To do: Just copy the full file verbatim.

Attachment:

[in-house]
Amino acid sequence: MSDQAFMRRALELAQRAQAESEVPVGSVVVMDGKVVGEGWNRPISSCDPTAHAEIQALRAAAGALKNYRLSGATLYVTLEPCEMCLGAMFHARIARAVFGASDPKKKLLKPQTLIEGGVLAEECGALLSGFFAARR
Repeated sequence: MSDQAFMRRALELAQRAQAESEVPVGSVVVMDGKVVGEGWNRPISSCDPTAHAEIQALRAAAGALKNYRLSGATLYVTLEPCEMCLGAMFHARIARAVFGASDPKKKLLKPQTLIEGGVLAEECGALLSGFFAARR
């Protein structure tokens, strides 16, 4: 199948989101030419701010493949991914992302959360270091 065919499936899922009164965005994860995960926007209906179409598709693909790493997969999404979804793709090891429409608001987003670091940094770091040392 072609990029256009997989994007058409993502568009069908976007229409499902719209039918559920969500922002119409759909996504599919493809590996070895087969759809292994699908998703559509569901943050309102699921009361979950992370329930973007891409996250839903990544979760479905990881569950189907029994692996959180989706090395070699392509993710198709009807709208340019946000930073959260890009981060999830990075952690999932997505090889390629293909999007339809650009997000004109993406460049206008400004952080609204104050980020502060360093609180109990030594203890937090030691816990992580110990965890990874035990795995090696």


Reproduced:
[in-house]
Amino acid sequence: MSDQAFMRRALELAQRAQAESEVPVGSVVVMDGKVVGEGWNRPISSCDPTAHAEIQALRAAAGALKNYRLSGATLYVTLEPCEMCLGAMFHARIARAVFGASDPKKKLLKPQTLIEGGVLAEECGALLSGFFAARR
Repeated sequence: MSDQAFMRRALELAQRAQAESEVPVGSVVVMDGKVVGEGWNRPISSCDPTAHAEIQALRAAAGALKNYRLSGATLYVTLEPCEMCLGAMFHARIARAVFGASDPKKKLLKPQTLIEGGVLAEECGALLSGFFAARR
């Protein structure tokens, strides 16, 4: 199948989101030419701010493949991914992302959360270091 065919499936899922009164965005994860995960926007209906179409598709693909790493997969999404979804793709090891429409608001987003670091940094770091040392 072609990029256009997989994007058409993502568009069908976007229409499902719209039918559920969500922002119409759909996504599919493809590996070895087969759809292994699908998703559509569901943050309102699921009361979950992370329930973007891409996250839903990544979760479905990881569950189907029994692996959180989706090395070699392509993710198709009807709208340019946000930073959260890009981060999830990075952690999932997505090889390629293909999007339809650009997000004109993406460049206008400004952080609204104050980020502060360093609180109990030594203890937090030691816990992580110990965890990874035990795995090696």